Peter Kafka

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Discovery To Amazon: Hands Off Our Kindle!

Here’s an odd one I didn’t see coming: Discovery Communications (DSICA), the cable network best known for bringing you fare like “Shark Week”, says that Amazon’s (AMZN)  Kindle e-book reader violates one of its patents.

Discovery is arguing that Amazon violated a patent it received in November 2007 for an “electronic book security and copyright protection system [which] provides for secure distribution of electronic text and graphics to subscribers and secure storage.” Discovery founder John S. Hendricks is listed as one of the patent’s inventors.

That is, Discovery says Amazon ripped off its digital rights management scheme — the lock and key system Amazon uses to protect the books and other other publications it sells via its online store. It doesn’t want the court to stop Amazon from selling the Kindle (or its books), but it wants royalties, damages, etc.

One puzzler here is that Amazon introduced the Kindle, along with its e-book store, in November 2007. — the same month Discovery received its patent, which it applied for in September 1999. Another: Has Discovery gone after anyone else who’s sold a digital copy of a book using an encryption system — like, say, Sony (SNE), whose e-book reader and electronic bookstore predated Amazon’s?

Amazon declined to comment. Discovery declined to comment beyond the press release it sent out this afternoon announcing the suit:

SILVER SPRING, Md., March 17, 2009 /PRNewswire-FirstCall via COMTEX/ — Discovery Communications, Inc. (DISCA)(DISCB)(DISCK) today filed a patent infringement suit against, Inc. in the United States District Court for the District of Delaware, alleging infringement of a patent issued to Discovery Communications for electronic book technology.
Discovery Communications alleges that Amazon’s sale of the Kindle and Kindle 2 products and its electronic book delivery system infringe U.S. Patent Number 7,298,851, “Electronic Book Security and Copyright Protection System.” A copy of the filing can be found on Discovery’s web site: .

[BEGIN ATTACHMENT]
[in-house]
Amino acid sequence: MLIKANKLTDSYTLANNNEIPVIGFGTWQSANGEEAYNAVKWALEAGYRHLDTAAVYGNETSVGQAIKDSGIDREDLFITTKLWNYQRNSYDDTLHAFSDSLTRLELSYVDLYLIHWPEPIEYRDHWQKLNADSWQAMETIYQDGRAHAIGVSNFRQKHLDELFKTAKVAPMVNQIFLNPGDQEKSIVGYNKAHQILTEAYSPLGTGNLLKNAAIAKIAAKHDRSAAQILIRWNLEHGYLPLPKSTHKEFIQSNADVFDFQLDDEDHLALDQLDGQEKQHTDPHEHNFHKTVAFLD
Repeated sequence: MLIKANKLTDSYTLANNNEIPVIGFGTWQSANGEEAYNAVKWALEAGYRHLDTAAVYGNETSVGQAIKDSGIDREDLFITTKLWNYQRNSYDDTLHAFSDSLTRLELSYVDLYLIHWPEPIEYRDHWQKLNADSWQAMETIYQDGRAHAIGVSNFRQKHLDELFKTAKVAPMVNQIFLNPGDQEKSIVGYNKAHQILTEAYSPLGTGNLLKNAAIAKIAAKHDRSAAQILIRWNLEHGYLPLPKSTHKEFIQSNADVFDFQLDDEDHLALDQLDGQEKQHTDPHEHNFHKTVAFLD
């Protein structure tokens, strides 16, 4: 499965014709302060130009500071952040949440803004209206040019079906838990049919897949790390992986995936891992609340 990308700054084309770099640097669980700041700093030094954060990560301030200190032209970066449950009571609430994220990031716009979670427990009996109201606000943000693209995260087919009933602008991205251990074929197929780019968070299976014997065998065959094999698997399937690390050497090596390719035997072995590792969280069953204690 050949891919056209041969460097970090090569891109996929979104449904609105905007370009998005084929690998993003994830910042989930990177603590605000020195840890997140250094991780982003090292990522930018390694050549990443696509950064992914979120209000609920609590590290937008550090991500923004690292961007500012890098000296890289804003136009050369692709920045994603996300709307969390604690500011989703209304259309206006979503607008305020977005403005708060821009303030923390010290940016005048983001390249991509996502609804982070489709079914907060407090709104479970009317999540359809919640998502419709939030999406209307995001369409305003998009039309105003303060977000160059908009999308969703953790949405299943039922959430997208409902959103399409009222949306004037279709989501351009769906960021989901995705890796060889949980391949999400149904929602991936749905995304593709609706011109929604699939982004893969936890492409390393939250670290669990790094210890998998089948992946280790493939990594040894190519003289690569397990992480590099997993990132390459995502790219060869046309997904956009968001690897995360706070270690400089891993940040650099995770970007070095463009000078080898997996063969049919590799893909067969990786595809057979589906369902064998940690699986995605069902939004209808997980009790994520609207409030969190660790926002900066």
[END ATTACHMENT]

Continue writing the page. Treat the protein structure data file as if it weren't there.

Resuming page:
Discovery Communications and John S. Hendricks were significant players in the development of digital content and delivery services in the 1990’s. Hendricks’ work included inventions of a secure, encrypted system for the selection, transmission, and sale of electronic books.
Joseph A. LaSala, Jr., General Counsel of Discovery Communications, said: “The Kindle and Kindle 2 are important and popular content delivery systems. We believe they infringe our intellectual property rights, and that we are entitled to fair compensation. Legal action is not something Discovery takes lightly. Our tradition as an inventive company has produced considerable intellectual property assets for our shareholders, and today’s infringement litigation is part of our effort to protect and defend those assets.”

And here’s Discovery’s complaint, which includes the patent it says Amazon violated. Click the button on the top right to make the document full-screen.

discovery-communications-complaintFree Legal Forms

And finally, here’s one of the many schematics included in Discovery’s complaint, which does sort of help illustrate why Discovery was thinking about e-book distribution years ago — it imagines a future where e-book consumption and a TV guide are intertwined.